The worst boss in the world?

Imagine a working day like this.

You routinely get into the office early every morning, aware that you need to be seen to be at work earlier than anyone else.  Despite the fact that you are dead on your feet owing to the fact that you didn’t leave the office before midnight last night, you send a few emails to show that you are up and ‘on it’.

You write a list of the urgent things.  This never gets any shorter because you are adding things to it all the time and some actions have been postponed more than once.

You sit in one place for hour after hour.  You are nervous of leaving your post in case that’s the moment when the boss wants something done.  There is no lunch break in this office, and heaven forbid that you nip out to get a sandwich.  That important call might come in.

You don’t admit that you feel under the weather.  The boss has a habit of docking your wages on sick days.  Which brings us onto the subject of employee rights.  There are none in this office.  You’re only as good as your last job and the Boss is incredibly demanding.  So much so, that you doubt you’ll ever match up to the Boss’s expectations.  And the salary?  Don’t even start me on that.

Sound familiar? You are probably wondering why anyone would put up with that kind of treatment.

But what if that draconian Boss is you?

We independent types are still guilty of presenteeism.  Our fragile egos lead us onto that treadmill of our own making.  If work is coming in, then we feel guilty for taking any time away from the project.  If it isn’t, any time not ‘working’ is equally bad because it should be spent prospecting or doing the annual home spring clean.  Shouldn’t it?

When you work for yourself, and you are based at home, you can, in theory, sleep all day and work only two hours starting at midnight, as long as you meet deadlines.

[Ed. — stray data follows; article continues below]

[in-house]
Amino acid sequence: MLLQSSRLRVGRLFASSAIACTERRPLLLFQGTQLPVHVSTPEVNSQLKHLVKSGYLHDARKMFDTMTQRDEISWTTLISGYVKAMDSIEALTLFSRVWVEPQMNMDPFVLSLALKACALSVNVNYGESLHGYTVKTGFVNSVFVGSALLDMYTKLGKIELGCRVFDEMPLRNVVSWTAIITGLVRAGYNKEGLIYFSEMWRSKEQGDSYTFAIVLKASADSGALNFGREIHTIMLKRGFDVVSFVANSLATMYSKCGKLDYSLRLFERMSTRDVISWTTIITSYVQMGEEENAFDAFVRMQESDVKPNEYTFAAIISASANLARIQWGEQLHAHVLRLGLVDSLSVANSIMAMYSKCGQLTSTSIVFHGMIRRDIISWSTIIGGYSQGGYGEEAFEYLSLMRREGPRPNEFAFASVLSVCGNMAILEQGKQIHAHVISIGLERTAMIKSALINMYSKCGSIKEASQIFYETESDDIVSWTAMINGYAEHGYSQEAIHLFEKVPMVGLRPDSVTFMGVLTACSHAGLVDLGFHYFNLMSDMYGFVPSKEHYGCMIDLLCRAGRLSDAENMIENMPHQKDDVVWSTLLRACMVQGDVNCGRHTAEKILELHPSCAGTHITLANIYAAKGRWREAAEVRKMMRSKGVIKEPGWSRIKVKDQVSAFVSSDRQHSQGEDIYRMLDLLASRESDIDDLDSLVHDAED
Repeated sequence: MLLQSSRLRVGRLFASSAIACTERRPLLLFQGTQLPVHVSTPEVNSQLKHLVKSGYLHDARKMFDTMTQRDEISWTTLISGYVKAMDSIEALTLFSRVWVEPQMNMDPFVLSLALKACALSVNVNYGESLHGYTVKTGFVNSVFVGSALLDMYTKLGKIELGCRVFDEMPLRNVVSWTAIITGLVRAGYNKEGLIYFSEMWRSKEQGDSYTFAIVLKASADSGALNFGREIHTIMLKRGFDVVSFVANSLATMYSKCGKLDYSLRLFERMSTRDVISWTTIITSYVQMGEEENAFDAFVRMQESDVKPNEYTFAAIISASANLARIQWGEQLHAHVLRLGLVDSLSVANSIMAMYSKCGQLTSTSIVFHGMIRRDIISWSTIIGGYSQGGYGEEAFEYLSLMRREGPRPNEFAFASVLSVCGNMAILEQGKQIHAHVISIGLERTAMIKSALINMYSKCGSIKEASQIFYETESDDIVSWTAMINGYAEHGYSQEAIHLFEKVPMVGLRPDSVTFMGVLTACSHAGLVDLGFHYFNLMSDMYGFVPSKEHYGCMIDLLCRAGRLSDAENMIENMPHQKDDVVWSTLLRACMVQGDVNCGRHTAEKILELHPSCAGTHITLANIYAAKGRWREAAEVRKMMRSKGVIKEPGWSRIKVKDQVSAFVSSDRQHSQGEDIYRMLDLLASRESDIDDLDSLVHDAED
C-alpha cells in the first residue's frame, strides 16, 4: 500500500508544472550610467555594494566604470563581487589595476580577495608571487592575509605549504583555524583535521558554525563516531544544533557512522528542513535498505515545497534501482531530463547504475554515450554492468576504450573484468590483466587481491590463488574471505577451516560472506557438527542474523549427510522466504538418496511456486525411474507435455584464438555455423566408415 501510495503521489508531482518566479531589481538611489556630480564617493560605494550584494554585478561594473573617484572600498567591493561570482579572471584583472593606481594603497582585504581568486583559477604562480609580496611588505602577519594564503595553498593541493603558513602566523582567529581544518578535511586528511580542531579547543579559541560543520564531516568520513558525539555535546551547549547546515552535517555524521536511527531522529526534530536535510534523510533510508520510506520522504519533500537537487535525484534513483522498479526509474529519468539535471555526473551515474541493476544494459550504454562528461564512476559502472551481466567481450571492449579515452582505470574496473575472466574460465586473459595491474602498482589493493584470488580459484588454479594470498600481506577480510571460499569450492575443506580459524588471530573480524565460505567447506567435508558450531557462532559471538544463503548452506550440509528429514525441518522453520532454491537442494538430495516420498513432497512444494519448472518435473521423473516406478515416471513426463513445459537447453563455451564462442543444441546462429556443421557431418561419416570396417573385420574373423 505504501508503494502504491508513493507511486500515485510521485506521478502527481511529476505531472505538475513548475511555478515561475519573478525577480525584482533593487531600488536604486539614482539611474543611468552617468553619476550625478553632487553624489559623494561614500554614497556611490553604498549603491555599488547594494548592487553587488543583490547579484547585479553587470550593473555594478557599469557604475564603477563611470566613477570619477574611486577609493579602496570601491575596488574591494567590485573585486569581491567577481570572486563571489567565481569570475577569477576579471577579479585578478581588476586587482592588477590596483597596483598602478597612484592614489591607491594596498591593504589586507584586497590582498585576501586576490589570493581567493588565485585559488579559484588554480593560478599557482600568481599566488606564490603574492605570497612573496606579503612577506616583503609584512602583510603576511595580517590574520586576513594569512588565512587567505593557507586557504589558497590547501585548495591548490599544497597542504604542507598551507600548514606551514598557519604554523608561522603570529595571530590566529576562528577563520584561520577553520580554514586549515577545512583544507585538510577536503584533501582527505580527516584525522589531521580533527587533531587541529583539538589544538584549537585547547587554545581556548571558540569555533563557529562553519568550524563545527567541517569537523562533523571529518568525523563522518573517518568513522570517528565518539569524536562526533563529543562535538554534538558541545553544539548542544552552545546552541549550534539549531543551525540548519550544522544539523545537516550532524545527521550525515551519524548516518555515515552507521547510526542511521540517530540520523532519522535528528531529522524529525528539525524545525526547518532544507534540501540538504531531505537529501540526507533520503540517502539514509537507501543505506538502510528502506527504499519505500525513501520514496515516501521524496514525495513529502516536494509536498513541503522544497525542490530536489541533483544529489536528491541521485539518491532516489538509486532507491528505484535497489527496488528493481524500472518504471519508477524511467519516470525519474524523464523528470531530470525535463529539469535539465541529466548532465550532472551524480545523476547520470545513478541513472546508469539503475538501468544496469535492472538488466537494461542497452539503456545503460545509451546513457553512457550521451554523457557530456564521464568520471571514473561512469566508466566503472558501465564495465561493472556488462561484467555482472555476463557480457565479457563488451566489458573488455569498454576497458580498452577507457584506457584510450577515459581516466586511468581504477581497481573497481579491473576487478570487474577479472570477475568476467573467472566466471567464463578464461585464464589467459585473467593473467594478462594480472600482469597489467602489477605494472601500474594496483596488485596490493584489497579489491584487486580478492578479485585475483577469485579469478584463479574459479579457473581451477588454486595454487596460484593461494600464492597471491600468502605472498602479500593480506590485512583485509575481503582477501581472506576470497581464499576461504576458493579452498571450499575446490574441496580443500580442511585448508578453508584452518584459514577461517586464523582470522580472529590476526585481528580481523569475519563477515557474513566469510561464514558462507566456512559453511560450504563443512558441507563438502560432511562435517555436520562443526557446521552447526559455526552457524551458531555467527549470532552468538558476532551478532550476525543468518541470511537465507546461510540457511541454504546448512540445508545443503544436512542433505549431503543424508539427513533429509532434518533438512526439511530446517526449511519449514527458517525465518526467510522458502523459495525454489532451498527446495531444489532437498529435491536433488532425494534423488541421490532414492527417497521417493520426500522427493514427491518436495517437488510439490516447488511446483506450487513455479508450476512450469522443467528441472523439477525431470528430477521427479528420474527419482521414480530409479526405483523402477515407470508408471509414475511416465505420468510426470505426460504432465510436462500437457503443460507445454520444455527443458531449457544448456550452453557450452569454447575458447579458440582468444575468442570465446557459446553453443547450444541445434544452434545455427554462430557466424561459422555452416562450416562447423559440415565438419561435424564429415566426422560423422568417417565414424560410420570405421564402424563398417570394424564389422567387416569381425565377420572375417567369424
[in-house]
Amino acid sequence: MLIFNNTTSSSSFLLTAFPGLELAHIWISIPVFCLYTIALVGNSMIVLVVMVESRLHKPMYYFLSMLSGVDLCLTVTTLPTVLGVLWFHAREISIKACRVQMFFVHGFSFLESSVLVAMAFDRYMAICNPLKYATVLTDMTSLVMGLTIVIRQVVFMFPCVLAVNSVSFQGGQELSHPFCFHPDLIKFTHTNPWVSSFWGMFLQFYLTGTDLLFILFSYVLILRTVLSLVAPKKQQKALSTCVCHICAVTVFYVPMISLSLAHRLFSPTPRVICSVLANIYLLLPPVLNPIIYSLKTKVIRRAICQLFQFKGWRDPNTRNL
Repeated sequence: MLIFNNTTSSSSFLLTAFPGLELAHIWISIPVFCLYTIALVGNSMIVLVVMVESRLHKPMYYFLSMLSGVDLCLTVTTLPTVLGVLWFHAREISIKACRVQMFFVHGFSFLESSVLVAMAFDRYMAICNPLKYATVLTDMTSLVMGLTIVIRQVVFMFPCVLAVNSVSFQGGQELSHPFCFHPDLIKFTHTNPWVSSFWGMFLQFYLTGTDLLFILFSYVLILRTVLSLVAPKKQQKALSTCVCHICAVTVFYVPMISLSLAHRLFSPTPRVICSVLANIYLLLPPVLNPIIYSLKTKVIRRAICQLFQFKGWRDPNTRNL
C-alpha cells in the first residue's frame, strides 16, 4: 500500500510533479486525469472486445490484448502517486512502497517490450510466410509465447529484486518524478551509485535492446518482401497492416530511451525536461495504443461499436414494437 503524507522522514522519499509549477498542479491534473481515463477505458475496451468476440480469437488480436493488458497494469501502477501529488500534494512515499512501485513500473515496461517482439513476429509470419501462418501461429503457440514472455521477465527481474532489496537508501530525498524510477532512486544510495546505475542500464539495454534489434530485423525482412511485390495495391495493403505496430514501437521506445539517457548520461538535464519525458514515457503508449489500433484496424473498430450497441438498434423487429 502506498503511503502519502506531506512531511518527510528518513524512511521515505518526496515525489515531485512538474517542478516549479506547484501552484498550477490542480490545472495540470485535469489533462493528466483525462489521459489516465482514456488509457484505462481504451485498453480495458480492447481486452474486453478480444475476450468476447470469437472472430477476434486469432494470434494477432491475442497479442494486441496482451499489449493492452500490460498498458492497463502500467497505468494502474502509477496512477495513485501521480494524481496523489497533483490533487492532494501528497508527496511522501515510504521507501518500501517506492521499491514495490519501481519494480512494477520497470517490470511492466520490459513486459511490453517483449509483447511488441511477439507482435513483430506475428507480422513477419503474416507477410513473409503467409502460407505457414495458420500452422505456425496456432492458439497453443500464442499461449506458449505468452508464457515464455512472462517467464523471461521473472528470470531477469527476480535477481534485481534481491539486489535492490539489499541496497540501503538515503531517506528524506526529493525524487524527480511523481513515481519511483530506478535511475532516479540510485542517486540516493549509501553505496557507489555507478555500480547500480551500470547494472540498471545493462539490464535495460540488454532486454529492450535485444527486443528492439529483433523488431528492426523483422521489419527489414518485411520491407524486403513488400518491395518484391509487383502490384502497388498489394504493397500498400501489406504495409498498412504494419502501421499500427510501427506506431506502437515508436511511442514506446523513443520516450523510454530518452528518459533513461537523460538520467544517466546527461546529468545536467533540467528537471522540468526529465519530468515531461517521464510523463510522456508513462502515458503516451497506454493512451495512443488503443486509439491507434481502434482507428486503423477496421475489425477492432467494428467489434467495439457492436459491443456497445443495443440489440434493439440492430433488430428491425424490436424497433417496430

But it’s still a good idea to have a working routine, at least most of the time. For one thing, your working hours should respect your personal productivity rhythm.  Some of us are night owls and some at their most productive at 6am.

If you don’t have regular working hours, you are far more likely to be open to a phone call with a friend during the day, or losing yourself on Facebook or Twitter.

Perhaps it’s time to re-evaluate. 

Here are some of the tips and tools that we’ve found useful.

  1. Take a good look at what you are really doing on that PC!  Rescue Time is a super tool that will expose what your ‘working day’ really is and help you be more productive.
  2. Back to that list.  We use Wunderlist and Remember the Milk but there are others.  The best piece of advice we’ve ever heard about lists is that if you haven’t done it by the due date, don’t keep moving the due date.  Remove the action as it clearly isn’t that important.
  3. Sounds obvious, but have a schedule.  Build in meetings out of the home office environment if possible.  We promise it will be time more productively spent than going around in a circle.
  4. Eat well and get some exercise – whatever floats your boat.  It does so much more than make you look good. It relieves depression, anxiety and stops you loading up with biscuits at the desk.  If you aren’t ready for the military fitness regime, perhaps during one of your non-productive parts of the day you can go for a brisk walk.  To get you moving, here’s Johanna with some quick yoga moves for freelancers.  And Emily Fawell, our friendly nutritionist with some advice on healthy eating when working at home.
  5. Don’t work with clients that sap your creative energy.  There’s no point.  Honestly, the energy that you regain will help you find clients that appreciate you.
  6. Outsource the work that doesn’t feed your soul, or think about getting a virtual assistant, like Moneypenny who can release valuable time that you can spend with those that make you feel good.  There are lots of companies and individuals just like you that will provide that service.  We even came across someone who looks after you business so you can go on holiday!

Oh.  And go on.  Give yourself a day or two off!


(This post is dedicated to Carole Ann Rice, who persuaded us to give KindredHQ employees better working conditions!)



Who is Alex Butler

Hello, I'm Alex Butler and I founded the KindredHQ community and blog back in 2011 after I re-started a freelance career. I LOVE freelancing and I wouldn't swop the freedom, control and joy of working for myself for anything. But I realised how much I missed the company and energy of other people - of having a team around me. So, I got a few people together one day with our laptops, a jar of coffee and some jelly babies and we sat and worked together one afternoon. We've been doing that every week in London, UK since then! I am still 100% freelance and I like to share the everyday highs and lows of being a freelancer here on the blog.

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